In the last two-three months a recurring major news item is the dispute over the South China Sea and the decision of the Arbitral Tribunal (AT) and the Permanent Court of Arbitration (PCA). If you read the reports from American mass media and the comments from American political leaders, the impression that you get is that China has violated international laws as specified under the United Nations Convention on the Law of the Sea (UNCLOS) and that China is bullying her smaller neighbors and is posing a military threat to the world.
Is that really consistent with the truth? This article provides the background information to understand this issue and to reach a decision. The decision shows that yes there is an abuse of power, but the country doing the abuse is not China.
What Is the Dispute? In the South China Sea (see map), there are two main sets of islands, the Paracel Islands and the Spratly Islands, as well as a few other islands (for simplicity, in the rest of this article, reference to Paracel Islands and Spratly Islands will include these other islands).
Both consist of many small islands and reefs, and especially for the Spratly Islands, the various features are claimed by Brunei, China, Indonesia, Malaysia, Philippines, Vietnam.
What Is UNCLOS? UNCLOS stands for the United Nations Convention on the Law of the Sea. It is defined by a 200-page international agreement under the UN that became effective in 1994. It defines terms such as territorial waters, exclusive economic zones, and continental shelves, as well as specifying the privileges of their owners. For example, in Part II (Territorial Sea and Contiguous Zone), Section 2 (Limits of the Territorial Sea), Article 15 (Delimitation of the territorial sea between States with opposite or adjacent coasts), after defining the delimitation lines, it states “The above provision does not apply, however, where it is necessary by reason of historic title or other special circumstances to delimit the territorial seas of the two States in a way which is at variance therewith). In other words, historical rights are key to determining territorial sovereignty, which is a critical point, and will be discussed more later in this article.
UNCLOS also specifies the procedure to follow in the instance of disputes. In Part XV (Settlement of Disputes), Section 2 (Compulsory Procedures Entailing Binding Decisions), Article 287 (Choice of Procedures), UNCLOS provides three procedures for settlement of disputes:
- The International Tribunal for the Law of the Sea (ITLOS), an independent judicial body established by UNCLOS in Hamburg, Germany
- The International Court of Justice (ICJ), the principal judicial organ of the UN established in The Hague, Netherlands 
- An arbitral tribunal constituted in accordance with Annex VII (Arbitration), which is the default procedure of dispute settlement if the parties have not agreed to a procedure
There is also a 4th procedure for certain special categories which are not relevant for our discussion.
Arbitral Tribunal (AT) and Permanent Court of Arbitration (PCA): Article 5 (Procedure) of Annex VII states “Unless the parties to the dispute otherwise agree, the arbitral tribunal shall determine its own procedure.” The arbitral tribunal (AT) usually hires the Permanent Court of Arbitration (PCA) which provides administrative services (e.g., linguistic, research, other support services) for hire. PCA is not a court in the conventional understanding of that term but an administrative organization with the object of having permanent and readily available means to provide administrative services. It is also located in The Hague, Netherlands, but it is not the International Court of Justice (ICA), which some media articles and political leaders purposely mixed up.  It is also not the International Tribunal for the Law of the Sea (ITLOS), which again some media articles and political leaders purposely mixed up.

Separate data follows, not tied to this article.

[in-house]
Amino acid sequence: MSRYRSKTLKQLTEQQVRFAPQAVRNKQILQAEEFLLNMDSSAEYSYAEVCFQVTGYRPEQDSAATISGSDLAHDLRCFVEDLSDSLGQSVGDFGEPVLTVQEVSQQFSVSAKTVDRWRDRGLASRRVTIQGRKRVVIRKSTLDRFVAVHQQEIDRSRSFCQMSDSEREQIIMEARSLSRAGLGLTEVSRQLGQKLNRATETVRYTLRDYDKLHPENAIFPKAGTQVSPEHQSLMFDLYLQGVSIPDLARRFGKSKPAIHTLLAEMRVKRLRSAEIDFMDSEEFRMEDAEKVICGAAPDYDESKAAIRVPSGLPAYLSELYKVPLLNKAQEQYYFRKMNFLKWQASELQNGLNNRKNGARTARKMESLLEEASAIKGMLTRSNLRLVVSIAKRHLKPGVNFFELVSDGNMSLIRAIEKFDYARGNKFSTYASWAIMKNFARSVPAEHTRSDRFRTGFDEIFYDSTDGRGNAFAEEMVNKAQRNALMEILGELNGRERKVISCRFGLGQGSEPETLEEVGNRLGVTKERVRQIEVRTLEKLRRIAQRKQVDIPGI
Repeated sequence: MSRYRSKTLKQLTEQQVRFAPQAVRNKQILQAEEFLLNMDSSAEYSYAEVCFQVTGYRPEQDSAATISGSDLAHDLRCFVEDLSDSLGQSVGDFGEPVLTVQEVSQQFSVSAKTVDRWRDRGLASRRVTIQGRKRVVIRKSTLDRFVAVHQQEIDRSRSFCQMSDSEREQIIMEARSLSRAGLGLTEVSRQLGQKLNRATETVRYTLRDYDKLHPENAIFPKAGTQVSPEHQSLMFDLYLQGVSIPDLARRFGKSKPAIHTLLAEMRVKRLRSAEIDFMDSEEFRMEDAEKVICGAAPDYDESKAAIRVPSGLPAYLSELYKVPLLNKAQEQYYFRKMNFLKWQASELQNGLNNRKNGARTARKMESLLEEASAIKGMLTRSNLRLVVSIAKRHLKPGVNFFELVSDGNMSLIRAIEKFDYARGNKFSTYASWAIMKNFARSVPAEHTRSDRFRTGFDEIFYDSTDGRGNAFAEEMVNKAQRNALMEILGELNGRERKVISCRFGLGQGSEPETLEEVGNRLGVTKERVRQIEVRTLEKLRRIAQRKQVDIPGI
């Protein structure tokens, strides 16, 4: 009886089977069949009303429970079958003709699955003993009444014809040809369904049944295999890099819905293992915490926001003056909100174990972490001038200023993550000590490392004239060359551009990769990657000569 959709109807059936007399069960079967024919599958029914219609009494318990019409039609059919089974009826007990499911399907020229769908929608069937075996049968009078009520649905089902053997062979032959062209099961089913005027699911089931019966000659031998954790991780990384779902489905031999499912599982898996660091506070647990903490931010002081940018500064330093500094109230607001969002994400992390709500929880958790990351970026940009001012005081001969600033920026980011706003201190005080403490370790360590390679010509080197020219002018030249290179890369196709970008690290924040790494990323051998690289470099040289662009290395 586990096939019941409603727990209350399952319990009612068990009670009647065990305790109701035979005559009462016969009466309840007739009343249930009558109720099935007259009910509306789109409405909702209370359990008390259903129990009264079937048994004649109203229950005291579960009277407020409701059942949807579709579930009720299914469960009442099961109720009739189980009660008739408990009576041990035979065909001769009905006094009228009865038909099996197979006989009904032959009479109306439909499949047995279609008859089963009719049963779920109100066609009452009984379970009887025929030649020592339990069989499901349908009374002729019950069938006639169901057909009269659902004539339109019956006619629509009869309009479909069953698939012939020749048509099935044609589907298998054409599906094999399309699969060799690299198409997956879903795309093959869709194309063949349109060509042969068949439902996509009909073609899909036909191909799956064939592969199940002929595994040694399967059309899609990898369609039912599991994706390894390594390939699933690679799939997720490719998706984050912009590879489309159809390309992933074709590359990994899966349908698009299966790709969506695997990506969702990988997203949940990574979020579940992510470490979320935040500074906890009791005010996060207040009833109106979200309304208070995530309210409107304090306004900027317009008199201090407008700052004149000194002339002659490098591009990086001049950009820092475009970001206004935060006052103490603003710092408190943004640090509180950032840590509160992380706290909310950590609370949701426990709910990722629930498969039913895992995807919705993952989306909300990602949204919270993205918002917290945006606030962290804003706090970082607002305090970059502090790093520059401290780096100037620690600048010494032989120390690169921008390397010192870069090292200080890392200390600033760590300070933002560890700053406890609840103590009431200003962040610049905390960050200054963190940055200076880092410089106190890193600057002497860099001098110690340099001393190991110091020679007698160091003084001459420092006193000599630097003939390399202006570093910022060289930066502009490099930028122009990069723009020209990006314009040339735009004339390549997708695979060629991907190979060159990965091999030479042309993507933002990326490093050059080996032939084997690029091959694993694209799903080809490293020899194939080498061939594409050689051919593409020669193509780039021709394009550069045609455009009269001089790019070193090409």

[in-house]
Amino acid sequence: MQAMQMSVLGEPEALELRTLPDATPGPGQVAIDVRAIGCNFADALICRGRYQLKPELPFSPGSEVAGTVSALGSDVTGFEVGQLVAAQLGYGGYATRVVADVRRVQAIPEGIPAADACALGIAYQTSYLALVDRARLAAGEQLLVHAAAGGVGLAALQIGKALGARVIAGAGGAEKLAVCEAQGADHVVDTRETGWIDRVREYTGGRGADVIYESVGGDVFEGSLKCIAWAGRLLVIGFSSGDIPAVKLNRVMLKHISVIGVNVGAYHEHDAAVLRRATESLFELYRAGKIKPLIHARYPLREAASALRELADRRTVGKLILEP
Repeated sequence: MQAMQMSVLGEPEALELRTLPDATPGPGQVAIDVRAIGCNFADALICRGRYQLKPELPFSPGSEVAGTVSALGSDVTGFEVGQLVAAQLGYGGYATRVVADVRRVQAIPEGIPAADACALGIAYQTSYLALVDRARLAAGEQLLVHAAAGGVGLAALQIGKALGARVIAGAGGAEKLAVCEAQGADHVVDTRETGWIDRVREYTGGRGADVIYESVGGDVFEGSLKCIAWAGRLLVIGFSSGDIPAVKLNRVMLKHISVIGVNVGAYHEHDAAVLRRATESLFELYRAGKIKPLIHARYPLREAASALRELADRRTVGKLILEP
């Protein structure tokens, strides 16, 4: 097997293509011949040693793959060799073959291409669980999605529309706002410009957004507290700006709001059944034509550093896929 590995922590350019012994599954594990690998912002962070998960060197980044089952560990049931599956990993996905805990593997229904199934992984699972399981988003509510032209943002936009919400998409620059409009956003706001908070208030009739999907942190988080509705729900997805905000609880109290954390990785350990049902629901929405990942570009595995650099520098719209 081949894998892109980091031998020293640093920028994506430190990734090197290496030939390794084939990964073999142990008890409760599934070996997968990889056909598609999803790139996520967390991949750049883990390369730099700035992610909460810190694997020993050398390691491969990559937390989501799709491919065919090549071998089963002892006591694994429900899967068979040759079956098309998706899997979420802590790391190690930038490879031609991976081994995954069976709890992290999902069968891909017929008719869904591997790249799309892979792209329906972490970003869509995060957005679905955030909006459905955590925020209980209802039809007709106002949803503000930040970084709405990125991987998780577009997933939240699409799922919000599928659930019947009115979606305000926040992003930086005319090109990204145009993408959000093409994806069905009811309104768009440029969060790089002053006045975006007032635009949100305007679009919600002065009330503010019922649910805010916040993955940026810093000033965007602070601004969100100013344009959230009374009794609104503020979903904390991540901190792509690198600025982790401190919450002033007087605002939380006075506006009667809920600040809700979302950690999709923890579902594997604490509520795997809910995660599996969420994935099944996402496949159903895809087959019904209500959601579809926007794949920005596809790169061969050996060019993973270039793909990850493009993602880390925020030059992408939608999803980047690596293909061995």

Article 298 (Optional exceptions to applicability of Section 2) states that “a State may, without prejudice to the obligations arising under Section 1 (General Provisions) of Part XV, declare in writing that it does not accept any one or more of the procedures provided for in Section 2 with respect to one or more of the following categories of disputes.” The categories listed include Article 15 (the delimitation of the territorial sea between States with opposite or adjacent coasts). That is exactly what China did. From the very beginning, China declared in writing that it would not participate and not abide by the decision of this arbitral tribunal because this dispute involves territorial sovereignty/historical rights, which cannot be properly taken into account by the arbitral tribunal.
China claims sovereignty over the Paracel Islands and the Spratly Islands dating back at least several hundred years, and Chinese fishermen have also been fishing around these islands for also hundreds of years. These islands have been marked as part of China in various maps. In 1946 after WWII ended and Japan returned Taiwan to China, China sent four military ships, accompanied by an American naval ship, to Taiping Island (the largest island of the Spratly Islands, also known as Itu Aba Island) and several other islands in the South China Sea to take back the control of these islands from Japan (note: islands such as Taiping Island is under the jurisdiction of China’s Taiwan Province). Even textbooks approved by the Indonesian government in the 1940s and 1950s recognized these islands as belonging to China. In 1956, North Vietnam had also declared that the Paracel Islands and the Spratly Islands are historically Chinese territory.
The arbitral tribunal has five arbitrators. One was recommended by the Philippines. One would be recommended by China. Since China chose not to participate, the other four were chosen by Judge Shunji Yanai of Japan, who was the then president of the International Tribunal of the Law of the Sea (ITLOS). Judge Yanai was once the advisor to Japan’s Prime Minister Shinzo Abe on his plan to amend the Japanese Peace Constitution to allow Japan to engage in non-defensive military operations overseas.
China’s position has always been that it is willing to engage in bi-lateral discussion with each country to negotiate an agreeable settlement and to resolve the dispute.